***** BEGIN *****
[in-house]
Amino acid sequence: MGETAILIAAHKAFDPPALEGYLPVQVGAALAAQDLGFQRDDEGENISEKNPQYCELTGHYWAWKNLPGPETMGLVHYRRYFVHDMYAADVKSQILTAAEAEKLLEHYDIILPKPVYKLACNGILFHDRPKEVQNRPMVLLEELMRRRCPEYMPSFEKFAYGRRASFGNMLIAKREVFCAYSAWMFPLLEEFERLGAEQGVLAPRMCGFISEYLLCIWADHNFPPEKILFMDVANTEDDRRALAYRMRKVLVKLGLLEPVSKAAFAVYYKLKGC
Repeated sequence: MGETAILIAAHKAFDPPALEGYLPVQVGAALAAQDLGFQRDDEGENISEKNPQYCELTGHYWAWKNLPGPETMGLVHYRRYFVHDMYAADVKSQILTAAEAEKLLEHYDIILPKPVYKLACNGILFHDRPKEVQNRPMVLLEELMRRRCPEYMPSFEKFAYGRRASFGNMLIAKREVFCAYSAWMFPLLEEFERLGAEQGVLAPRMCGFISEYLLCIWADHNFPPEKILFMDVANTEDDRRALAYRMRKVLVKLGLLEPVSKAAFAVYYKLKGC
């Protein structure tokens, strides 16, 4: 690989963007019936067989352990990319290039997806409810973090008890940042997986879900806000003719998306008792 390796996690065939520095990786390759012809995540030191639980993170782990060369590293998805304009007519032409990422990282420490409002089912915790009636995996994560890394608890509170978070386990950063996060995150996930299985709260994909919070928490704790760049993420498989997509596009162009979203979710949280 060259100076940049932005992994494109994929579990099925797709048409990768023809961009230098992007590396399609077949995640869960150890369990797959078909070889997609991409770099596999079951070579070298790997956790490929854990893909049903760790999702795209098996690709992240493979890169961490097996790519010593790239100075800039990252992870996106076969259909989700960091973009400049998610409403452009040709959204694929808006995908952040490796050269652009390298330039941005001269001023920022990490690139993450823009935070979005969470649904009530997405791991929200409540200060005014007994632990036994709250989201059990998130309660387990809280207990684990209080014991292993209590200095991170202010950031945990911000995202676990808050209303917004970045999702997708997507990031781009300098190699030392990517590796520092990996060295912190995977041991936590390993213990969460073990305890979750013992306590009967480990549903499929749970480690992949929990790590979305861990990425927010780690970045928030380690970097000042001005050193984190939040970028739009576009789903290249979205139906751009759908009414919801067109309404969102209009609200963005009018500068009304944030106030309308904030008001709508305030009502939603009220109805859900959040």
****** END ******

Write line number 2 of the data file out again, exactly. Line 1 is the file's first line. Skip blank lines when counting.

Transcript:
Amino acid sequence: MGETAILIAAHKAFDPPALEGYLPVQVGAALAAQDLGFQRDDEGENISEKNPQYCELTGHYWAWKNLPGPETMGLVHYRRYFVHDMYAADVKSQILTAAEAEKLLEHYDIILPKPVYKLACNGILFHDRPKEVQNRPMVLLEELMRRRCPEYMPSFEKFAYGRRASFGNMLIAKREVFCAYSAWMFPLLEEFERLGAEQGVLAPRMCGFISEYLLCIWADHNFPPEKILFMDVANTEDDRRALAYRMRKVLVKLGLLEPVSKAAFAVYYKLKGC